Gov. Doug Burgum declared a statewide flood emergency on Wednesday after touring flood-affected areas along the Yellowstone River in western North Dakota and eastern Montana.
In an executive order, Burgum cited flood outlooks from the National Weather Service indicating the potential for significant river, tributary and overland flooding in the Red River and Devils Lake basins, and high water in the southern James River basin. The combination of deep frost depth and above-normal moisture from snow and fall rains have increased the risk of flooding because saturated and frozen soils won’t be able to absorb snowmelt, compounding the risk of runoff, the order states.
“All signs point to a high potential for significant floods that could overwhelm local response capabilities across the state, and the devastating flooding we saw along the Yellowstone River shows just how quickly these situations can arise,” Burgum said. “This emergency declaration is an essential step in making sure that state personnel and equipment are available and ready to respond."
More than 50 homes have taken on water and 110 residents have been displaced by flooding near the North Dakota-Montana border, where lengthy ice jams have backed up the Yellowstone River.
During a meeting with displaced residents at the Fairview Fire Hall, homeowners described the devastation to their property and disruption to their lives caused by the unexpected flooding.
Jack and Jackie Damm, who live 1 mile south of Highway 200 and 1 mile west of the river, said their farmstead, which hasn’t experienced flooding in the 70 years it has been in their family, is now under 4 to 5 feet of water, and like many families in the area they don’t have flood insurance.
“We’ve never flooded before,” Jack Damm said. “It came up so quick. We had about three hours to get out what we could.”
Burgum has activated the North Dakota State Emergency Operations Plan and directed all state agencies, including the North Dakota National Guard, to maintain high readiness levels with flood response resources.
The State Flood Unified Command held its first meeting with staff from several state agencies Wednesday, discussing current hydrological conditions, weather forecasts, agency preparations and resource coordination and anticipated flooding in the coming weeks.
The executive order also grants emergency relief by waiving load restrictions and spring road restrictions for vehicles necessary for levee construction and other flood fight efforts in affected areas, at the discretion of the North Dakota Department of Transportation director.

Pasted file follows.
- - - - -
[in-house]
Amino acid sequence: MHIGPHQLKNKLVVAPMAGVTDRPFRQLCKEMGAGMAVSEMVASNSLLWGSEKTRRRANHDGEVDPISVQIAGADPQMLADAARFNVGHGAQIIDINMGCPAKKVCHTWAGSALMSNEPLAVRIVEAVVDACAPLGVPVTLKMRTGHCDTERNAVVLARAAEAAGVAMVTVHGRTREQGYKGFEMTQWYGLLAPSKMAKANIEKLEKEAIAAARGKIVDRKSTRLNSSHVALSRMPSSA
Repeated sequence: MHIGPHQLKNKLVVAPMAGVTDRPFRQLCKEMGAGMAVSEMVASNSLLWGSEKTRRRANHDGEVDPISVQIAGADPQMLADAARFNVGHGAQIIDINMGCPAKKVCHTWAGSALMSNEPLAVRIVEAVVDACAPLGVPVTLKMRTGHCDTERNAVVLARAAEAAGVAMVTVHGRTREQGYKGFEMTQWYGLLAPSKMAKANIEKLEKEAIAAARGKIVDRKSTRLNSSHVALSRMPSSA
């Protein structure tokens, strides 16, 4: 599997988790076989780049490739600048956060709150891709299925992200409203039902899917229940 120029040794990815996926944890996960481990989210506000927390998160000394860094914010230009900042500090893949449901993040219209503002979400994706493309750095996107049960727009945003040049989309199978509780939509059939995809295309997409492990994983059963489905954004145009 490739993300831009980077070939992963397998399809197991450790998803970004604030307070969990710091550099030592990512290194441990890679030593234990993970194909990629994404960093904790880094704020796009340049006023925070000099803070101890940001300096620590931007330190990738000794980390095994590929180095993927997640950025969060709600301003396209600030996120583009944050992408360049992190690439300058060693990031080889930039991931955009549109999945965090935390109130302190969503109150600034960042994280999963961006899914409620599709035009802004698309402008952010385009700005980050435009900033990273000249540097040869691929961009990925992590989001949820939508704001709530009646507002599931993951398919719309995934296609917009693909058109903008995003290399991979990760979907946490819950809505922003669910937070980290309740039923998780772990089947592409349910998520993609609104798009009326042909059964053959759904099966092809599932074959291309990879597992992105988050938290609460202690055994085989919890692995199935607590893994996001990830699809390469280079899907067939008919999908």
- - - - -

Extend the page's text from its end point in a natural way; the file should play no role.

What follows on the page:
The latest area in North Dakota to fear rising flood waters — as warm temperatures continue to melt abundant snow and ice — is along the Cannonball River Basin. On Wednesday, the National Weather Service in Bismarck reported a high of 57 degrees in Bismarck, which is the warmest it has been since Nov. 14, 2018, when it was 58 degrees.
Morton County Emergency Management delivered 3,000 sandbags and a load of sand Wednesday morning for a self-fill sandbag site on the Paul Weinberger property at 7134 25th Ave. near Breien to assist the citizens.
Morton County also has provided about 7,000 sandbags to Sioux County for residents that are and will be affected by rising water on the Cannonball River. The Standing Rock Sioux Tribe's emergency manager also requested 10,000 sandbags from Morton County and those will be available today.
The Cannonball River at Breien is expected to crest around noon Thursday at 20.6 feet. With significant snow pack along the Cannonball River Basin, the river will continue to rise due to runoff from Wednesday's warmer weather. Cedar Creek which runs into the Cannonball River, is seeing increased river flows and potential of additional ice entering the Cannonball River, thus impacting the river levels at Breien.
Earlier Wednesday, Morton County Emergency Management sent a CodeRED message to all residents of Breien and homes near the Cannonball River in Morton County advising them of the situation and to take precautionary measures for personal, livestock and property safety.
In addition, the bridge on the southern part of County Road 81 leading into Solen has been closed due to ice jams and will not reopen until the state Department of Transportation can inspect it and deem it safe to do so.
The water level along the Heart River is declining and will continue that downward trend over the next few days, even with the runoff from the melting. The Morton County Sheriff's Office reported at 5:15 p.m. Wednesday that ice was jammed at the mouth of the Heart River, but water was continuing to flow. In addition, a major ice jam at Trolley Bridge at Fort Lincoln State Park has let loose.